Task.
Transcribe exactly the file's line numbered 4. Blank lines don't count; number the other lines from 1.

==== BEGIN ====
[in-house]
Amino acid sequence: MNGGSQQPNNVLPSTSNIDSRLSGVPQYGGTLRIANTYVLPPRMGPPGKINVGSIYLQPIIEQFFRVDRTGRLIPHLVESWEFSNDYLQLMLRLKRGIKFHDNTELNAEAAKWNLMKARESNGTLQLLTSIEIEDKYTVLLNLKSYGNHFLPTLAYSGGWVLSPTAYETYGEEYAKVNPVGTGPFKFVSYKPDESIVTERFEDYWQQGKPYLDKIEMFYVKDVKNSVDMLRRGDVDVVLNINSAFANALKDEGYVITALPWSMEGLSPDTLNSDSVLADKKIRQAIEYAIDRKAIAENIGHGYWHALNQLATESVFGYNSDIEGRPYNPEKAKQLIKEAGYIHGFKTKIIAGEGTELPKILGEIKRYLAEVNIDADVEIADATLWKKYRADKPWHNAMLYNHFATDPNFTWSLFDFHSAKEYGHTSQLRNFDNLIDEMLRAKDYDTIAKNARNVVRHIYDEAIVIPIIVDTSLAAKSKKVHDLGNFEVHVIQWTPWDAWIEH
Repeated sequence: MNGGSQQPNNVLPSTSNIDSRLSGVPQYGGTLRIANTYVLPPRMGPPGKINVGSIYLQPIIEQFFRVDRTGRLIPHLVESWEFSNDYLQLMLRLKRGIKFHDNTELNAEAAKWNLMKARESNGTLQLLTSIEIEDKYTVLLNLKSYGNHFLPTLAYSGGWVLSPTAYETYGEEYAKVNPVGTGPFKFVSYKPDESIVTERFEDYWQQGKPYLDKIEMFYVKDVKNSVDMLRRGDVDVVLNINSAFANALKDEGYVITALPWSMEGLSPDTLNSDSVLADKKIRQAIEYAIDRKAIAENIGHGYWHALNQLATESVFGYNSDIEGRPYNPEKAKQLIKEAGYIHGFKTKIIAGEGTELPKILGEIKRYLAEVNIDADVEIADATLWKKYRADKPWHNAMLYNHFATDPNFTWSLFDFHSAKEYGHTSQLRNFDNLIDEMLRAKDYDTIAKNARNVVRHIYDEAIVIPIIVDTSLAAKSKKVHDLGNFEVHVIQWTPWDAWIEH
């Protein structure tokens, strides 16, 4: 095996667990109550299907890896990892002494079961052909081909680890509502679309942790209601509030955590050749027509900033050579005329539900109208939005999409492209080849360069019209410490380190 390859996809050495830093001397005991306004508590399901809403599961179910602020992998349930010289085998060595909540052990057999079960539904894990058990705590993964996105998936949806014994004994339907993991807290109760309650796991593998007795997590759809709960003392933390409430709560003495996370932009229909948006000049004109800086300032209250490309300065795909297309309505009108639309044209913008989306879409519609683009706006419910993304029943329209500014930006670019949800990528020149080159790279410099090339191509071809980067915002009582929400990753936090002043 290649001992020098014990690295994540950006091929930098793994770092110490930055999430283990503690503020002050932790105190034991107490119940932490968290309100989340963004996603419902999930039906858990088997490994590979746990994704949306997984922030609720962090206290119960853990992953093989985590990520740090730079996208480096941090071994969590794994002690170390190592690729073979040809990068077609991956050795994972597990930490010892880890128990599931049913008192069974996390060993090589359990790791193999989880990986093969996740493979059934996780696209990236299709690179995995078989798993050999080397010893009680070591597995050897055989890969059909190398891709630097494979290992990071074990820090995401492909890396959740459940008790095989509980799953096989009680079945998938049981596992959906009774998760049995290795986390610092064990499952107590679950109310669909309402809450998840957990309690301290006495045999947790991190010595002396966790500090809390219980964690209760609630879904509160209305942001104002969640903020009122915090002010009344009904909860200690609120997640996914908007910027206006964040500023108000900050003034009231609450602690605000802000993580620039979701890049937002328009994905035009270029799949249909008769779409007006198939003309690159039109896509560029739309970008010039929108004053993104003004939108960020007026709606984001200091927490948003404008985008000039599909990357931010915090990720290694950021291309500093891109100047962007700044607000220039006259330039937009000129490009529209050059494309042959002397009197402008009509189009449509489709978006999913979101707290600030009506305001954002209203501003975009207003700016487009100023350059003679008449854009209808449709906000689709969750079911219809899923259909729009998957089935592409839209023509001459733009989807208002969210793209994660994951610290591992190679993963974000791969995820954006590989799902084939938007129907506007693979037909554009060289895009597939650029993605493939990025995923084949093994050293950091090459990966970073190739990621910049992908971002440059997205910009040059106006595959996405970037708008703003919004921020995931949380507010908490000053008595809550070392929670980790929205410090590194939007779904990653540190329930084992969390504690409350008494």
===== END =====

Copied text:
């Protein structure tokens, strides 16, 4: 095996667990109550299907890896990892002494079961052909081909680890509502679309942790209601509030955590050749027509900033050579005329539900109208939005999409492209080849360069019209410490380190 390859996809050495830093001397005991306004508590399901809403599961179910602020992998349930010289085998060595909540052990057999079960539904894990058990705590993964996105998936949806014994004994339907993991807290109760309650796991593998007795997590759809709960003392933390409430709560003495996370932009229909948006000049004109800086300032209250490309300065795909297309309505009108639309044209913008989306879409519609683009706006419910993304029943329209500014930006670019949800990528020149080159790279410099090339191509071809980067915002009582929400990753936090002043 290649001992020098014990690295994540950006091929930098793994770092110490930055999430283990503690503020002050932790105190034991107490119940932490968290309100989340963004996603419902999930039906858990088997490994590979746990994704949306997984922030609720962090206290119960853990992953093989985590990520740090730079996208480096941090071994969590794994002690170390190592690729073979040809990068077609991956050795994972597990930490010892880890128990599931049913008192069974996390060993090589359990790791193999989880990986093969996740493979059934996780696209990236299709690179995995078989798993050999080397010893009680070591597995050897055989890969059909190398891709630097494979290992990071074990820090995401492909890396959740459940008790095989509980799953096989009680079945998938049981596992959906009774998760049995290795986390610092064990499952107590679950109310669909309402809450998840957990309690301290006495045999947790991190010595002396966790500090809390219980964690209760609630879904509160209305942001104002969640903020009122915090002010009344009904909860200690609120997640996914908007910027206006964040500023108000900050003034009231609450602690605000802000993580620039979701890049937002328009994905035009270029799949249909008769779409007006198939003309690159039109896509560029739309970008010039929108004053993104003004939108960020007026709606984001200091927490948003404008985008000039599909990357931010915090990720290694950021291309500093891109100047962007700044607000220039006259330039937009000129490009529209050059494309042959002397009197402008009509189009449509489709978006999913979101707290600030009506305001954002209203501003975009207003700016487009100023350059003679008449854009209808449709906000689709969750079911219809899923259909729009998957089935592409839209023509001459733009989807208002969210793209994660994951610290591992190679993963974000791969995820954006590989799902084939938007129907506007693979037909554009060289895009597939650029993605493939990025995923084949093994050293950091090459990966970073190739990621910049992908971002440059997205910009040059106006595959996405970037708008703003919004921020995931949380507010908490000053008595809550070392929670980790929205410090590194939007779904990653540190329930084992969390504690409350008494």